“The problem is…you think you have time.” – The Buddha

This quotation has rolled around in my head for the many weeks since I first read it. But this weekend, it really settled into my brain.

Working in the field that I do, I am too often confronted with the realities of life and death. I am acutely aware of how fragile life is when I spend my afternoon sedating children with leukemia for bone marrow aspirates and lumbar punctures. But usually, I carry on and keep those thoughts at bay by focusing on the task at hand. And it is SUCH a privilege to work with those families and the team that cares for them.

Every now and then I am caught, though. Caught at work or at home by stories about life changing events or the diagnosis of a life changing (or life ending) disease. This weekend 2 of those came to me back to back.

The first story (and by story, I do not mean fiction I mean the information shared with me by a friend) came while chatting with a friend while we watched our children’s skating lesson. He was telling me how a young friend (30 ish) was recently diagnosed with an aortic dissection or aneurysm, he wasn’t sure exactly. He only knew that his friend had been in the hospital for over a week, on many medications in attempt to avoid surgery (which is the likely outcome). He was worried about his friend, his friend’s young family, and also himself. I mean, this is the type of thing that happens to older people, not to our friends!

The second story was shared by a very close friend about a close relative. Her relative was just diagnosed with a form a dementia at a very young age – barely 60! Her children are just starting out, there are no grandchildren yet, and she has so much life to live, but already has trouble making herself understood. I, personally, am terrified of this diagnosis. I can’t imagine not being able to understand the world around me. I feel nauseous thinking about requiring personal care. But it could happen to me, it could happen to anyone.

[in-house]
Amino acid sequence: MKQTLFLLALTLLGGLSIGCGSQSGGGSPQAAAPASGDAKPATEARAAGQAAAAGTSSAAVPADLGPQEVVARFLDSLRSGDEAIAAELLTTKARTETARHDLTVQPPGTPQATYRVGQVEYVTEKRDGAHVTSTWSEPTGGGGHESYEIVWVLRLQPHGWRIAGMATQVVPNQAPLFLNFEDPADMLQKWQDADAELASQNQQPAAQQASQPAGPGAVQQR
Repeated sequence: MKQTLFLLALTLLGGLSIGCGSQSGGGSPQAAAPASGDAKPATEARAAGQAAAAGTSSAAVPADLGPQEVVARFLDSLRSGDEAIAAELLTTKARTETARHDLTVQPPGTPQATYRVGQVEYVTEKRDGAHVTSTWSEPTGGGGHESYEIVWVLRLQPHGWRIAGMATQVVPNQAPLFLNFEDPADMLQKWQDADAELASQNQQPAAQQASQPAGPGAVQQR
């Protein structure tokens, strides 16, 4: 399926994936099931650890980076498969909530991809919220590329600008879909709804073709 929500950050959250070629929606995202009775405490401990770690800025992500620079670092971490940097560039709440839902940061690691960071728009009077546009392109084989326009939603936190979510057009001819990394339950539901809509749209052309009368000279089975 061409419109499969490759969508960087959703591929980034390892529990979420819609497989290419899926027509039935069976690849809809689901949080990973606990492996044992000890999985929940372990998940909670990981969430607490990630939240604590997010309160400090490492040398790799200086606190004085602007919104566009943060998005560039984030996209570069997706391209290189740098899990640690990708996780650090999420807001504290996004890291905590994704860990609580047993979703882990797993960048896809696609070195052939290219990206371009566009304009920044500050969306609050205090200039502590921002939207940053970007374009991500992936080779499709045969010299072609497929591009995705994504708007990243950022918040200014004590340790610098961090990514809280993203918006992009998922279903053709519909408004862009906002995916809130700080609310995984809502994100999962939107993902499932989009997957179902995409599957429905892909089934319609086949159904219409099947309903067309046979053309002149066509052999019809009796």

That is the point, anything can happen at any time. And yet we live as if we have all the time in the world. We can take that trip next year; I can finally learn to speak french fluently when my kids are older and I have more time; I can spend more time reading and writing when I am retired; my husband and I can really reconnect later; we can take our parents on a trip of lifetime in 5 years when our debt is more manageable; and so on…

So back to the Buddha…the problem really is that we think we have time. But we may not! A sudden medical calamity could occur tomorrow. Or dementia could steal our brain from our body far too soon. I am almost 40, and these thoughts occur more frequently to me. I have so many things I still want to do, to learn, to share. I feel like there is time, but maybe there isn’t. I feel like this weekend was a call to arms for me to once again evaluate my priorities. And not just my priorities for being mindful with my children and work/life balance. But also my priorities for my own personal goals. What do I really want to have accomplished during my time here? What is important to me? Who is important? These questions become urgent if you start thinking about time running short.

It would appear that I am not the only once contemplating this topic this week. My friend over at Mommyjuiced, posted this today and I love it. I think you might too – including the links she shares.

Wishing you a peaceful, mindful Monday, filled with grace and gratitude for living this day healthy and happy.

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